World

After Childhood Abuse, How Can I Trust Others with My Kids?

I equip my daughters to protect themselves and their bodies in ways I didn’t learn to.

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My first day watching porn was also my last. I was nine when an adult neighbor took me to a house where several of her friends were gathered. The men and women came knowing the agenda—to watch hours of pornographic videos. I was placed on a man’s lap, and the tapes were played. At one point, my neighbor asked if I “felt” anything. I said no, and the group laughed.

I remember the day now as the end of something immeasurably precious—the gift of being innocent and unashamed. I’ve often mourned for my nine-year-old self, her soul plundered and her naiveté stripped. I grieve for her and fear for my two small daughters. What images (and God forbid, touches) might be lurking, waiting to take their innocence? God help us.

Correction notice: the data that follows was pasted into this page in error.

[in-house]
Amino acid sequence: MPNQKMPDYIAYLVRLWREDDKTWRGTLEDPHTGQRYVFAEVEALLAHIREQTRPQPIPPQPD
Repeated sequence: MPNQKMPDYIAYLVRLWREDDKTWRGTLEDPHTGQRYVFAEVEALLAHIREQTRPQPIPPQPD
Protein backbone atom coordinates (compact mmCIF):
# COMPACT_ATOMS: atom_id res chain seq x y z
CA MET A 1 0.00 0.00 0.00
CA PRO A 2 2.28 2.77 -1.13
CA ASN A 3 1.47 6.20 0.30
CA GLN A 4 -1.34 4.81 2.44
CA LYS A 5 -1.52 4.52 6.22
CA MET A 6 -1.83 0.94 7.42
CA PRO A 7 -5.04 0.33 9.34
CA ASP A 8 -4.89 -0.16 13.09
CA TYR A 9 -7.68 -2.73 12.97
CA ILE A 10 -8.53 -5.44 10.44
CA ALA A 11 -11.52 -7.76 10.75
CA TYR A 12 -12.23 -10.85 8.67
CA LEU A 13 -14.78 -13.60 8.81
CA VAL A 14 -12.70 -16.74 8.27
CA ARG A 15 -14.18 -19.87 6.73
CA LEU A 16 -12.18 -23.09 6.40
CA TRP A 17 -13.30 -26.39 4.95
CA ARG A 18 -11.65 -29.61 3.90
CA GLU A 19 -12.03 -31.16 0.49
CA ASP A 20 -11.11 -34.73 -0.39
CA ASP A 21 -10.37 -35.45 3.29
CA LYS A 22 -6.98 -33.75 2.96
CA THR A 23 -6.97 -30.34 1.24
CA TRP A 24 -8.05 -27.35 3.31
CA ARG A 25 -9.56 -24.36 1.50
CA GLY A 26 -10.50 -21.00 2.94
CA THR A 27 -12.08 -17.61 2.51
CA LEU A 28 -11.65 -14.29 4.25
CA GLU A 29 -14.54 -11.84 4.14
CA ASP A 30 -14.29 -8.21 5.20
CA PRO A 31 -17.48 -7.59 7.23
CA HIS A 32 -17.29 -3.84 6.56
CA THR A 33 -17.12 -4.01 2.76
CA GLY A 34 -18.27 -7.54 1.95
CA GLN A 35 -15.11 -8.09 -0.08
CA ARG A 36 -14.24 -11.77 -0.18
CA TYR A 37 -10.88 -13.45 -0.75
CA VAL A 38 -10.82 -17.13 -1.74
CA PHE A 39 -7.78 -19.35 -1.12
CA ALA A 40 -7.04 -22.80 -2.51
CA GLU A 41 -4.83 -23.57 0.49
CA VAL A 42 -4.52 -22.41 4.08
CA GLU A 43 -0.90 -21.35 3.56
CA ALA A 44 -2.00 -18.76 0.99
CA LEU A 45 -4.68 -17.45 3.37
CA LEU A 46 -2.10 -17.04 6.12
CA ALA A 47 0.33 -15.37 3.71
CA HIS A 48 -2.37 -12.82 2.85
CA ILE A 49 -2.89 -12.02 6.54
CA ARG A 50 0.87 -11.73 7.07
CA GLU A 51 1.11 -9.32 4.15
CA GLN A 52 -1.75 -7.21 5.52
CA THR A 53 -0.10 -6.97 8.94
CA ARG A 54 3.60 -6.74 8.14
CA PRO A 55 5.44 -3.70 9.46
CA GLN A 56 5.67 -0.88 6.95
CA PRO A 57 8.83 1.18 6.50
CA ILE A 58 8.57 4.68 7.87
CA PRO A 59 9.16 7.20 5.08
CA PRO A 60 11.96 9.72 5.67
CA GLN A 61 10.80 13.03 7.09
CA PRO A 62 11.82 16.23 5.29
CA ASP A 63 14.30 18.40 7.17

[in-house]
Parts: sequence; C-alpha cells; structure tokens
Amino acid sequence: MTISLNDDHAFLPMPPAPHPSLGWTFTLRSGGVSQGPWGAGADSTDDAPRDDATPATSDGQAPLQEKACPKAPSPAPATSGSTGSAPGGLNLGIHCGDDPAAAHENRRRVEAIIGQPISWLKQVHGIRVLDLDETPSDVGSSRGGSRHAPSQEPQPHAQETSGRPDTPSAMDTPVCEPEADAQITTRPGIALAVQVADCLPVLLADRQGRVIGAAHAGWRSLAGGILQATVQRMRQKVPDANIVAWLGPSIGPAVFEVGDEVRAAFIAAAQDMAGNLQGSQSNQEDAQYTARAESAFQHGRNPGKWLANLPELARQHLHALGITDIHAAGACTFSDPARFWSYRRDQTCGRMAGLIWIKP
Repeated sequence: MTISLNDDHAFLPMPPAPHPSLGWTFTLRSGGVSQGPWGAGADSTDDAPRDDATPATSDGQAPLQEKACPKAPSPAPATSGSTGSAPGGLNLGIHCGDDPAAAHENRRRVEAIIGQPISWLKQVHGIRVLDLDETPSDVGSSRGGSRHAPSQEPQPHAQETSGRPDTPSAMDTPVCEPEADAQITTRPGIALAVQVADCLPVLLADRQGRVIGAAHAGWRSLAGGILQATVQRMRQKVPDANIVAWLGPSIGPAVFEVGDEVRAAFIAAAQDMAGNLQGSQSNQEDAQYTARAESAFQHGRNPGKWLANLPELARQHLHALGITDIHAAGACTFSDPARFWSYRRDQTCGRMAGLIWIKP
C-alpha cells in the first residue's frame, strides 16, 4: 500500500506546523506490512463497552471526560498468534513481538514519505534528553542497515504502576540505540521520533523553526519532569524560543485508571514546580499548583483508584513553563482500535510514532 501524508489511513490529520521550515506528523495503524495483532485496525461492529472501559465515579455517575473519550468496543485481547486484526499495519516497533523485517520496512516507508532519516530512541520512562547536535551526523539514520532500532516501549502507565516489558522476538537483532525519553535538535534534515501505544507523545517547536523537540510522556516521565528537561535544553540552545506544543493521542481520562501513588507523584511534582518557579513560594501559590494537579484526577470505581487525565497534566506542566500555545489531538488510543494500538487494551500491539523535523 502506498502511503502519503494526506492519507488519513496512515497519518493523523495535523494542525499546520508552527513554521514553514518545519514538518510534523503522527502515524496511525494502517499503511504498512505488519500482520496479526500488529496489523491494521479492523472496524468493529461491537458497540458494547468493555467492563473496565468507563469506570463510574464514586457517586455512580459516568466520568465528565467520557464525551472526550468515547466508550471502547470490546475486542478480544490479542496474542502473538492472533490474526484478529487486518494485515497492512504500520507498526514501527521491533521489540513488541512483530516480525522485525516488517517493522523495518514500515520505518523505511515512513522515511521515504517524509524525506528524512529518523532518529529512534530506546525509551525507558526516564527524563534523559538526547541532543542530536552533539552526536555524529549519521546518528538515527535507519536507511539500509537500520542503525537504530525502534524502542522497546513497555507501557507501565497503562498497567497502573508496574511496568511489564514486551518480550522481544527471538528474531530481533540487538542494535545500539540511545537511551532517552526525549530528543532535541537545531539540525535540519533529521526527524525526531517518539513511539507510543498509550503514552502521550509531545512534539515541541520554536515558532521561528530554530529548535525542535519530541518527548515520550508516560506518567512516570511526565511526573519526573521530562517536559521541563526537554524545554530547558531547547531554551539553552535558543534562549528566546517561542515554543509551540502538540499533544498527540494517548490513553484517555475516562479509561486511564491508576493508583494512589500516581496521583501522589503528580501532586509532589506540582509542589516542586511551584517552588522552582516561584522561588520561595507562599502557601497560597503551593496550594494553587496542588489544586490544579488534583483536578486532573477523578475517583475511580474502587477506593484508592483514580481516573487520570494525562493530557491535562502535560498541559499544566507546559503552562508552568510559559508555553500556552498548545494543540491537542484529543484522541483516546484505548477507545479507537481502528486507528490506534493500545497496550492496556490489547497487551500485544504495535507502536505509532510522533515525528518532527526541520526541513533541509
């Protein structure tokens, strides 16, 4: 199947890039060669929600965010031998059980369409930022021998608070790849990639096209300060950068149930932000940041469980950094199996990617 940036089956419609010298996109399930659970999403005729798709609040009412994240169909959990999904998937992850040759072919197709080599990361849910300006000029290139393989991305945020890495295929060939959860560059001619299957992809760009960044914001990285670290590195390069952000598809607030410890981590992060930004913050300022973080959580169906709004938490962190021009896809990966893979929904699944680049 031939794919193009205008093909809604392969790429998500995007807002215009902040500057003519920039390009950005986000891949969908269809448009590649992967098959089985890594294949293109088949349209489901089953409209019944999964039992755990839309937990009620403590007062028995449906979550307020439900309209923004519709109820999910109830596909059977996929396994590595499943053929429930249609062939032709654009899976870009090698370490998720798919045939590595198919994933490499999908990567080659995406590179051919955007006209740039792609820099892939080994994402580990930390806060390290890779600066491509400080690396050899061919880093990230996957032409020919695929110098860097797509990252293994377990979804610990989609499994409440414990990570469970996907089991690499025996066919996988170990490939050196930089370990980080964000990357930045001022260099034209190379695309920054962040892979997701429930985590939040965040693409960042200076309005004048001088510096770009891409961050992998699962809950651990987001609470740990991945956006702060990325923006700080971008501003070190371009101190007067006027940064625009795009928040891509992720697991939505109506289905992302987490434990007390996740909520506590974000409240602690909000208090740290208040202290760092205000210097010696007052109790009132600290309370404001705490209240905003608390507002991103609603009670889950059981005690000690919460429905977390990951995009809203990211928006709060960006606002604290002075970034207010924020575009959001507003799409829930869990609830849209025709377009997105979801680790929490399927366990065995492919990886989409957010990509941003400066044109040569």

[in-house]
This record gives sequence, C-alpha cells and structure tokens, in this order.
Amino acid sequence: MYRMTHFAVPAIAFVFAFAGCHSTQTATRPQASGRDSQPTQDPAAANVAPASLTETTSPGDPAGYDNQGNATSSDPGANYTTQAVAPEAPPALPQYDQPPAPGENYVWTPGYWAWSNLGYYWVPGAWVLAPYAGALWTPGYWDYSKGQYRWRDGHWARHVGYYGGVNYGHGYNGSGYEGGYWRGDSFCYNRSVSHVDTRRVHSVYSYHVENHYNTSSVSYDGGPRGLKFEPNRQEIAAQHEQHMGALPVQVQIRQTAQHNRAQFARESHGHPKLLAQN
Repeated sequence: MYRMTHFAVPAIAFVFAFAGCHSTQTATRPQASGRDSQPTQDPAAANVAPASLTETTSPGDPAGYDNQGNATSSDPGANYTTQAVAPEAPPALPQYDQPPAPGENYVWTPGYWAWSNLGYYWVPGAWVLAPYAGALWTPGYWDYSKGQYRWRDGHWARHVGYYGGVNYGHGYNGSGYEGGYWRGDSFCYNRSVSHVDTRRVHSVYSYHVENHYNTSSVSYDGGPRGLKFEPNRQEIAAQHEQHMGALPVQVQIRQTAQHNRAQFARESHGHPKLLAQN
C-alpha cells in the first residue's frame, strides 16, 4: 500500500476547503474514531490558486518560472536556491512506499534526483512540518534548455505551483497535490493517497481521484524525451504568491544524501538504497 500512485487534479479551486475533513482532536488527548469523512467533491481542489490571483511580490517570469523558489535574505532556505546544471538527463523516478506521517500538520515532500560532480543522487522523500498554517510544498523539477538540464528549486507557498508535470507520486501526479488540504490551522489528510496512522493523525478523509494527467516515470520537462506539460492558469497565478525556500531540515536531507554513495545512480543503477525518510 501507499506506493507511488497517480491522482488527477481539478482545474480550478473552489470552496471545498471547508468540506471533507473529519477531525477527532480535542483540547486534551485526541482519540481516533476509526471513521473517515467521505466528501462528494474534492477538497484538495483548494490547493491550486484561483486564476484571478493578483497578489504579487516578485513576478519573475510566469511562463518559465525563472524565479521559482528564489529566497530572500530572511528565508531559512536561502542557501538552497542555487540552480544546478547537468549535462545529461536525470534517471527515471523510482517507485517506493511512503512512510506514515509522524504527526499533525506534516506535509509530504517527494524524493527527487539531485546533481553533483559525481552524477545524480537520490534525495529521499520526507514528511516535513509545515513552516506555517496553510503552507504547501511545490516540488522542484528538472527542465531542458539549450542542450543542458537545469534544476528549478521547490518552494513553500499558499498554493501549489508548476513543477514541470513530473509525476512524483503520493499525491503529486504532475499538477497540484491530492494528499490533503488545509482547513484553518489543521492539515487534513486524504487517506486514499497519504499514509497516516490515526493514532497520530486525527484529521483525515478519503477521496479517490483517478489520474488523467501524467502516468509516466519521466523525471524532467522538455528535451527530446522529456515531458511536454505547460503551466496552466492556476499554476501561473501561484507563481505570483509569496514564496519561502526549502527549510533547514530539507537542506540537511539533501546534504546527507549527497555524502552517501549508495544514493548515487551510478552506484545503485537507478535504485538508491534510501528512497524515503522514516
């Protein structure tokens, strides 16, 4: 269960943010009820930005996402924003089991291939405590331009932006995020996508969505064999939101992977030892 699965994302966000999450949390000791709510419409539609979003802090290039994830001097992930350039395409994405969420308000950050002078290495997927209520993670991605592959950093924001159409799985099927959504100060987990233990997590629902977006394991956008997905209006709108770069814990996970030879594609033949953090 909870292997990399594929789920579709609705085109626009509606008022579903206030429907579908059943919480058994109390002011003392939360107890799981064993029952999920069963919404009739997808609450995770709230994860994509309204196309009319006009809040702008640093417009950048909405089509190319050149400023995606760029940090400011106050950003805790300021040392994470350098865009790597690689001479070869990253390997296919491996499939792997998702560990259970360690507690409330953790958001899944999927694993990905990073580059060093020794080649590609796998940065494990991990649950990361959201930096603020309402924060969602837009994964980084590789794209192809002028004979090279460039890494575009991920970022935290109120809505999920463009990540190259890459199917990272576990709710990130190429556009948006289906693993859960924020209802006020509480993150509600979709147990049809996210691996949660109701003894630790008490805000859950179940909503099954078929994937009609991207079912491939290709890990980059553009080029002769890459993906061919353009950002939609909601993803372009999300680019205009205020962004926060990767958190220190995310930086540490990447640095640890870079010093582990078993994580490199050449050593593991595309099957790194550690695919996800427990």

We live in a country where kids’ online exposure to pornography is on the rise. Most children ages 10-17 have viewed porn one way or another; about a quarter report seeing unwanted pornography images in search results, emails, and pop-up ads. One in four women and one in six men are sexually abused before age 18. An abuser isn’t always the sinister stranger luring children from a slow-moving car. In most cases, perpetrators aren’t strangers at all, like the neighbor who exposed me to graphic videos before I even understood the nature of sex.

Ninety-three percent of child abuse victims know their abusers: 34 percent are victimized by family members (uncles, cousins, even siblings), 58 percent by acquaintances (neighbors, coaches, even pastors), and 7 percent by the stereotypical stranger.

While men are considerably more likely to sexually assault a child, abuse by women happens too. A study in 2000 found female child molesters make up 12 percent of offenders …

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